Americans fear having their identities “stolen” by cybercrooks more than they do becoming victims of a terror attack, getting mugged or having their homes burglarized, according to a new survey released by Gallup, a polling firm.
Gallup’s survey, conducted between October 1st and 4th, was based on interviews with 1,013 national adults, aged 18 and older. Those surveyed overwhelmingly cited identity theft was cited as Americans’ top-ranked crime concern.
Fully two-thirds of those surveyed acknowledged worrying either frequently or occasionally while Another 18% of Americans rarely worry about it, while 15% , the lowest for any crime — say they never worry.
By contrast just under half of Americans worry frequently or occasionally about having their cars stolen or broken into (47%), as well as about having their homes burglarized when they are not there (46%). Roughly a third worry about being terrorism victims, having their homes burglarized when they are there, having their school-aged children physically harmed while attending school, and getting mugged.
Around 20% worry at least occasionally about being attacked while driving, being murdered, sexually assaulted, or being a hate-crime victim. Workplace violence places a distant last on the list, with 4% of all Americans saying this is something they worry about either frequently or occasionally. Even among employed Americans, therate of worry on this item is a low 6%.
Gallup trends show little change over the past year in how much Americans worry about any of the different types of crime.
One example is the trend on fear of being a victim of terrorism. The 35% currently saying they frequently or occasionally worry about this is statistically similar to the levels recorded in 2007 and 2008.
Men and women are about equally likely to say they worry about identity theft, but there are differences by income. Americans in households earning less than $30,000 per year are significantly less likely to say they worry frequently or occasionally about this crime than are those making higher amounts.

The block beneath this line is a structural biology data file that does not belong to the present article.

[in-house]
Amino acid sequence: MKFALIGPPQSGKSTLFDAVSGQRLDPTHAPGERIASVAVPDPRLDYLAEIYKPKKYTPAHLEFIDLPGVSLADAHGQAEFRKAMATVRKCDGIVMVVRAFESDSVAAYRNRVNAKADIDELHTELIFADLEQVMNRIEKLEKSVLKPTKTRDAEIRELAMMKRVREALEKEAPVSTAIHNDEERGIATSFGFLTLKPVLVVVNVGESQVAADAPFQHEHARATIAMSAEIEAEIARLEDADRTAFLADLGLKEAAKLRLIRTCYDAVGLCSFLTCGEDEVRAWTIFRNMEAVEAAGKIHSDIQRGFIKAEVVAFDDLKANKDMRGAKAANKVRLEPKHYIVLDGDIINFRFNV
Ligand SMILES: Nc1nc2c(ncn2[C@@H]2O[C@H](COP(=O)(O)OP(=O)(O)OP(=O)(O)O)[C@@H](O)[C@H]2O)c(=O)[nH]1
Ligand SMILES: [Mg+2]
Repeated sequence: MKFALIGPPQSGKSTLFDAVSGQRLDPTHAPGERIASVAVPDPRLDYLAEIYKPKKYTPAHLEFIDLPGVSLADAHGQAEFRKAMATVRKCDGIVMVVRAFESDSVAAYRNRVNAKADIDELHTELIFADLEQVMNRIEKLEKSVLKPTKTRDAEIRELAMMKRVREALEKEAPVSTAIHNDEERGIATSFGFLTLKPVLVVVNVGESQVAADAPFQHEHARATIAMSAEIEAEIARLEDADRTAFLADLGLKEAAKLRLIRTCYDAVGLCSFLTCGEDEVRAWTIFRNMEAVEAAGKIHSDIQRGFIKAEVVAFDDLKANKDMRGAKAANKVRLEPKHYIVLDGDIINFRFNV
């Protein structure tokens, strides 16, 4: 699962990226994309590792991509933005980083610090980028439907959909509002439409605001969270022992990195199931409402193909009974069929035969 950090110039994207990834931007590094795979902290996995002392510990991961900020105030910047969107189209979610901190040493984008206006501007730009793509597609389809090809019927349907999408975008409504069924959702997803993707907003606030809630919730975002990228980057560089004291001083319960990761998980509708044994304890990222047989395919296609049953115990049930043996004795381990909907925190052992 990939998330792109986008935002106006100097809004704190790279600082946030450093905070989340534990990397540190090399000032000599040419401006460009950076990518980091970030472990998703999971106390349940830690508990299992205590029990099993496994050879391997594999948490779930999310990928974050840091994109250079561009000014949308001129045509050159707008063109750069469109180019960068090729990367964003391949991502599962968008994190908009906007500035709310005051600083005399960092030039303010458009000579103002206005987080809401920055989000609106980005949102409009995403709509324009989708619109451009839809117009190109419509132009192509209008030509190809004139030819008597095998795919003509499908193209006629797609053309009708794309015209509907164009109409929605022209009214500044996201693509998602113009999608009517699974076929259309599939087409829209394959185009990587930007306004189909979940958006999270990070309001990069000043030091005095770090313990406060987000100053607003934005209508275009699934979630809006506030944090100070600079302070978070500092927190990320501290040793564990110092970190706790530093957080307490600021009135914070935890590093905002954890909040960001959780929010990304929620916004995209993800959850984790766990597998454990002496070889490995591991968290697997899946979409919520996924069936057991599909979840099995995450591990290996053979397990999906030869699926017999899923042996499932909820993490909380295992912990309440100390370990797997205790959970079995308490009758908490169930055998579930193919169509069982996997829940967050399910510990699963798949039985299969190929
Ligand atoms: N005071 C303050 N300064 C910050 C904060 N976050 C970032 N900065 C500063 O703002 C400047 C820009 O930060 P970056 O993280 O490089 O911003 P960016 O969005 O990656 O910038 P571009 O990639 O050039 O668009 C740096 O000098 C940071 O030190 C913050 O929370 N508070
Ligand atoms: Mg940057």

Americans report experiencing identity theft far less than they report worrying about it. Overall, 10% of all Americans say that they or another household member was the victim of identity theft in the past 12 months. This is slightly less than the 14% who say their household had a home, car, or other property vandalized, and the 16% who say money or property was stolen from their household. Fewer report that anyone in their household was the victim of a computer or an Internet crime (7%), had their apartment or home broken into (5%), or had a car stolen (3%). Even smaller percentages (1% to 2%) report having been victimized by various violent crimes.
Last week, as part of National Cyber-awareness month, the White House webcast a video in which President Barack Obama urged Americans to help guard against cyberattacks.
"Our digital networks are critical to our national security, our military superiority and public safety. But that dependence also makes us vulnerable to cyberattack from those who would do us harm," Obama warned.
Last May in announcing the formation of a new Executive department of cybersecurity, Obama called the threat of cyberattacks a central economic and national security challenges of the 21st century.
Although in the five months since announcing the new executive department Obama has offered few further details, the President said in the video that he will soon be appointing a cybersecurity director.